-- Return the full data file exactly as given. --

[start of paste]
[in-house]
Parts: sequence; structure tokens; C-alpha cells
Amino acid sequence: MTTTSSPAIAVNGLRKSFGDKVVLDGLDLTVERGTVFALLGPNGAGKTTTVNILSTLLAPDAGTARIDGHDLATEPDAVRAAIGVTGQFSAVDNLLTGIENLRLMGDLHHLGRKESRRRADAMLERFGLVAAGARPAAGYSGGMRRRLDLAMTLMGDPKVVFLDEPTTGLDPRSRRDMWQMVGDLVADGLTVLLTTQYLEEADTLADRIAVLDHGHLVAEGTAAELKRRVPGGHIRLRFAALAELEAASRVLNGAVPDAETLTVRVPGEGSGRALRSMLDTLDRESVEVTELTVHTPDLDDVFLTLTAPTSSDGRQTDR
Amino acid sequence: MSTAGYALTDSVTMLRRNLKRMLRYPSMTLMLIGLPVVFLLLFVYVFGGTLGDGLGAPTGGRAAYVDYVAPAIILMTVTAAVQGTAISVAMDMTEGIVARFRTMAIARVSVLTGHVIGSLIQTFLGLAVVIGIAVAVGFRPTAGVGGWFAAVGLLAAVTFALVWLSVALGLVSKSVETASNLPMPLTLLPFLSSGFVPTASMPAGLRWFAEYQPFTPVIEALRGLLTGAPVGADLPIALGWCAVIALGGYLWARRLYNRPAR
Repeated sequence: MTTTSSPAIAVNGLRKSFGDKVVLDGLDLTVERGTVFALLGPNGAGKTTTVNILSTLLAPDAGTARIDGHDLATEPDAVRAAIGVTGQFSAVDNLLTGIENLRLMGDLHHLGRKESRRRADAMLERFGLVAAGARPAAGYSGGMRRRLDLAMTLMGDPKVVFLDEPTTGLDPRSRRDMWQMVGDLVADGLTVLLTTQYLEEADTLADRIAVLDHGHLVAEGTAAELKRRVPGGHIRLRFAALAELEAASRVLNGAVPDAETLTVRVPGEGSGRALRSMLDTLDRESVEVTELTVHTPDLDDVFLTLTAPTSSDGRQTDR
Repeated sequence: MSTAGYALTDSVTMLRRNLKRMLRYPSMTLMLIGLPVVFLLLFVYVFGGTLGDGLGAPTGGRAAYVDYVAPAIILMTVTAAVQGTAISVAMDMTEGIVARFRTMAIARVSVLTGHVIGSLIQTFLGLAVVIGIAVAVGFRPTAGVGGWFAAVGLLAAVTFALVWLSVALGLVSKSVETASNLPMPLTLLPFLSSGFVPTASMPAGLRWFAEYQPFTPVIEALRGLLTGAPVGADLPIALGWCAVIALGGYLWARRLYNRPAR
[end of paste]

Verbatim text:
[in-house]
Parts: sequence; structure tokens; C-alpha cells
Amino acid sequence: MTTTSSPAIAVNGLRKSFGDKVVLDGLDLTVERGTVFALLGPNGAGKTTTVNILSTLLAPDAGTARIDGHDLATEPDAVRAAIGVTGQFSAVDNLLTGIENLRLMGDLHHLGRKESRRRADAMLERFGLVAAGARPAAGYSGGMRRRLDLAMTLMGDPKVVFLDEPTTGLDPRSRRDMWQMVGDLVADGLTVLLTTQYLEEADTLADRIAVLDHGHLVAEGTAAELKRRVPGGHIRLRFAALAELEAASRVLNGAVPDAETLTVRVPGEGSGRALRSMLDTLDRESVEVTELTVHTPDLDDVFLTLTAPTSSDGRQTDR
Amino acid sequence: MSTAGYALTDSVTMLRRNLKRMLRYPSMTLMLIGLPVVFLLLFVYVFGGTLGDGLGAPTGGRAAYVDYVAPAIILMTVTAAVQGTAISVAMDMTEGIVARFRTMAIARVSVLTGHVIGSLIQTFLGLAVVIGIAVAVGFRPTAGVGGWFAAVGLLAAVTFALVWLSVALGLVSKSVETASNLPMPLTLLPFLSSGFVPTASMPAGLRWFAEYQPFTPVIEALRGLLTGAPVGADLPIALGWCAVIALGGYLWARRLYNRPAR
Repeated sequence: MTTTSSPAIAVNGLRKSFGDKVVLDGLDLTVERGTVFALLGPNGAGKTTTVNILSTLLAPDAGTARIDGHDLATEPDAVRAAIGVTGQFSAVDNLLTGIENLRLMGDLHHLGRKESRRRADAMLERFGLVAAGARPAAGYSGGMRRRLDLAMTLMGDPKVVFLDEPTTGLDPRSRRDMWQMVGDLVADGLTVLLTTQYLEEADTLADRIAVLDHGHLVAEGTAAELKRRVPGGHIRLRFAALAELEAASRVLNGAVPDAETLTVRVPGEGSGRALRSMLDTLDRESVEVTELTVHTPDLDDVFLTLTAPTSSDGRQTDR
Repeated sequence: MSTAGYALTDSVTMLRRNLKRMLRYPSMTLMLIGLPVVFLLLFVYVFGGTLGDGLGAPTGGRAAYVDYVAPAIILMTVTAAVQGTAISVAMDMTEGIVARFRTMAIARVSVLTGHVIGSLIQTFLGLAVVIGIAVAVGFRPTAGVGGWFAAVGLLAAVTFALVWLSVALGLVSKSVETASNLPMPLTLLPFLSSGFVPTASMPAGLRWFAEYQPFTPVIEALRGLLTGAPVGADLPIALGWCAVIALGGYLWARRLYNRPAR